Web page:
Some scenes before my Royal Enfield Bullet 🙂 When I was twelve, my father finally decided it was time for me to learn riding his scooter. For us 80’s and 90’s kids, the word scooter meant the humble Bajaj Super, Bajaj Chetak or LML Vespa. I had been pestering him for over a year and like most dads, he had a standard response. “First learn to take the scooter off its stand. Then learn to put it back on stand. Then we’ll see.”
After months of “seeing” and partly due to my good behaviour, he decided that the following summer vacation was the right time to teach me riding. On the very first day of the vacation, we woke up early and headed out to the nearby back roads. If I thought I was going to start the engine and ride away immediately, I was in for a disappointment. For an entire week, I learnt balancing by coasting downhill, then turning around and pushing the scooter back uphill, sweating and panting. I learnt how to apply the near-useless rear brake and not touch the deadly non-existent front brake. My father sat on a small rock and read the newspaper, occasionally making a comment, “You braked too early” or “Your legs are for stability, not for braking”
An entire week of coasting downhill on neutral and huffing and puffing back uphill, and I was ready. Or I thought I was. With my father sitting pillion, I engaged the gear, and let go of the clutch.
With a resounding roar, I popped a wheelie. I could hear my father shout from behind me “Bring it down! Bring it down!” but my senses were overcome with shock. With the front wheel still in mid-air, I killed the engine.
I did not try to learn riding for the next two years.
In high school, I owned a second-hand Hero Winner. It was already a decade old when I bought it but the previous owner, Dad’s colleague, had kept it in good condition and we got it for dirt cheap. It had ten-inch alloy wheels that I loved and despite its age, still managed to pull off 55kmph with two fat friends and me in a triple sandwich. The suspension groaned and creaked but it was fun racing with classmates on Activas, Dios and Scooty Peps after school. Occasionally I would try doing a 360 on the football field or power slides by locking the rear brake. Spare parts were hard to come by and eventually we had to sell it to a local mechanic. At the same time, I learnt to ride motorcycles with my friend’s Yamaha RX135, a legend in its own right even today. My dad kept his scooter but switched to a Splendor NXG for his commute; I would take the bike out in the evenings occasionally and that is when the love of riding started. When I moved to Bangalore for higher studies, the yearning for a motorcycle grew stronger. Internet speeds were still pretty slow and like a lot of us, I spent a lot of time on xBhp. The occasional glimpse of an R1 or a Hayabusa or the slightly more common CBR 600 were enough to leave my small town self dreamy eyed for hours.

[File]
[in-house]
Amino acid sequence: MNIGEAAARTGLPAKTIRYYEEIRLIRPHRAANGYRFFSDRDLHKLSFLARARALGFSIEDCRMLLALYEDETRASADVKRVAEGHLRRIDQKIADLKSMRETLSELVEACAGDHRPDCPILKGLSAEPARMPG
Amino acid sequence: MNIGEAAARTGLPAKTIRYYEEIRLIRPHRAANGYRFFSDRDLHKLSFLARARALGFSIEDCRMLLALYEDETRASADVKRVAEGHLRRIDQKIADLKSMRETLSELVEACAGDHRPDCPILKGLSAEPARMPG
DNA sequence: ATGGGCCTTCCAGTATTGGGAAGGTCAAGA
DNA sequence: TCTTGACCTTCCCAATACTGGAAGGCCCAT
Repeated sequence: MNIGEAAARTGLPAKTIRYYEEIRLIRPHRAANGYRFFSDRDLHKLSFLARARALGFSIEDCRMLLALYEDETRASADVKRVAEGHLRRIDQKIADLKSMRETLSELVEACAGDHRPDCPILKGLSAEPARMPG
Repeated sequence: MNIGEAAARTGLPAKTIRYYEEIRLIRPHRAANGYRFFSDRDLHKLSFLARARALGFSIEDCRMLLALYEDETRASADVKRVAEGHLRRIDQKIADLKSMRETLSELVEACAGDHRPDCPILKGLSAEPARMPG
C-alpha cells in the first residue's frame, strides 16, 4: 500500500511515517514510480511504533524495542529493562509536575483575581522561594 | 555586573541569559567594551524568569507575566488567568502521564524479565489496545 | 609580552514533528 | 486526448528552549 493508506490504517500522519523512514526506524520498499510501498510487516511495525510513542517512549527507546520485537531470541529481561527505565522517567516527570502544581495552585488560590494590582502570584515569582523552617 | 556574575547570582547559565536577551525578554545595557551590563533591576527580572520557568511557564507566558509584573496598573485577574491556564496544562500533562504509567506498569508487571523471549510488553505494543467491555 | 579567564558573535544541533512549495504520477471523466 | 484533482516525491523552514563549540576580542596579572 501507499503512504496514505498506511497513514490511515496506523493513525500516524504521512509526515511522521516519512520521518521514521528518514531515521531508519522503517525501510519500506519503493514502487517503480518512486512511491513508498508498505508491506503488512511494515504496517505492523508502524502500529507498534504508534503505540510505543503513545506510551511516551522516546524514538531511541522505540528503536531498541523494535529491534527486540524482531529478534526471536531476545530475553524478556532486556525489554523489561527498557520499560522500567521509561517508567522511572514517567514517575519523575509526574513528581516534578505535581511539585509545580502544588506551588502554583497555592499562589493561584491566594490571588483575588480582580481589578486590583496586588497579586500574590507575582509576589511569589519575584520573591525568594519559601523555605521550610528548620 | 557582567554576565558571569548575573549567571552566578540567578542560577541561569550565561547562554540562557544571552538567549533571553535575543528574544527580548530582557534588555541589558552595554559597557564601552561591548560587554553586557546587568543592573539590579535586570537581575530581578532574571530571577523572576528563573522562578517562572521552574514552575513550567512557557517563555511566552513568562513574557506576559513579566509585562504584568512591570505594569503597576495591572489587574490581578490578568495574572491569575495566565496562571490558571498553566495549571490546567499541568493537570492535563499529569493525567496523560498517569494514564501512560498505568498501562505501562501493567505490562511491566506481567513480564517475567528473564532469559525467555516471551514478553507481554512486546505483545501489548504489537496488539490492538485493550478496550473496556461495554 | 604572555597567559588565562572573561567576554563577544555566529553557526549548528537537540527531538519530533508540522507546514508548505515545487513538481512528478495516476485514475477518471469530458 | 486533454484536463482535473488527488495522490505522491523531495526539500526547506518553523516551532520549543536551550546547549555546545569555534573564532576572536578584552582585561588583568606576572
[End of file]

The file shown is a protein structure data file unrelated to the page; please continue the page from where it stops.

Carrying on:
It was during those days that I fell in love with Royal Enfield Bullet and I never tire of telling the story even today. I was a few feet behind a Royal Enfield Bullet when her owner, a tall, heavily muscled Sardarji started the engine. The thump and the exhaust blast from the silencer blew open the half-closed button of my shirt. The Sardarji thundered off into the distance and that was the moment I fell in love.
Sometime later, Royal Enfield made its strategic turnaround by introducing the Classic twins and the Unit Construction engine and as they say, the rest is history. After reading all about their all-new engine and drooling over the gorgeous styling of the Classic, I decided that this is what I am going to get.
Fast forward a few years later and after having saved up a measly amount from my pocket money (I used to joke around by saying it could buy the wheels, or a pair of mirrors) I started working and managed to save a decent amount. Consulted my parents for an auspicious date and went to book the black Royal Enfield Bullet, the Classic 350 model. Despite the showroom staff’s best attempts to convince me to go for a Thunderbird instead, my mind was set. This was what I had waited half a decade to get and this was what I was coming home with.
The three and a half months waiting period that it took for me to get the bike delivered were probably one of the hardest. It was during this time that I read up as much as I could, in order to be mentally prepared. The romantic aspect of owning an Royal Enfield Bullet is often hyped upon, but the issues that the motorcycles themselves have, are very much real. Misaligned wheels, oil leaks, electrical faults, loose mountings, snappy clutch cables, poor attitude of dealers and sales staff; pathetic after sales service. All this is part of the “package”, much like an arranged marriage that you cannot walk out of easily. Then again, I guess years of waiting teach you practicality in a way blind love never can.
I think at some point of time we have all seen and envied a group of Royal Enfield Bullet riders out on a Sunday ride whether in the city or on the highway; and I was yearning for my service intervals so I could finally go on a long ride without having to worry about damage to the engine during the run-in period. Republic Day 2016 was just around the corner and that’s when I found out about this group called Road Thrill, who were organising a ride to Ramnagara. The distance was short and perfect for my yet-inexperienced self. Little did I know that the ride would be chaos with more participation than I could imagine. And yet that was the day I was bitten by the group riding bug.
A few months later my first “proper” ride on my Royal Enfield Bullet was to Yelagiri in Tamil Nadu which is atop a hill and involves a number of steep hairpins. It was a small group ride, well coordinated, on smooth open-laned highways. I observed and learnt about formations, hand signals, safe overtaking, all of which are almost second nature by now. As we ascended the hill through the hairpins, the fragrance of eucalyptus forests made my nostrils tingle and the pressure difference made my ears pop. It was a 300-odd kilometre round trip and I was really left wanting more.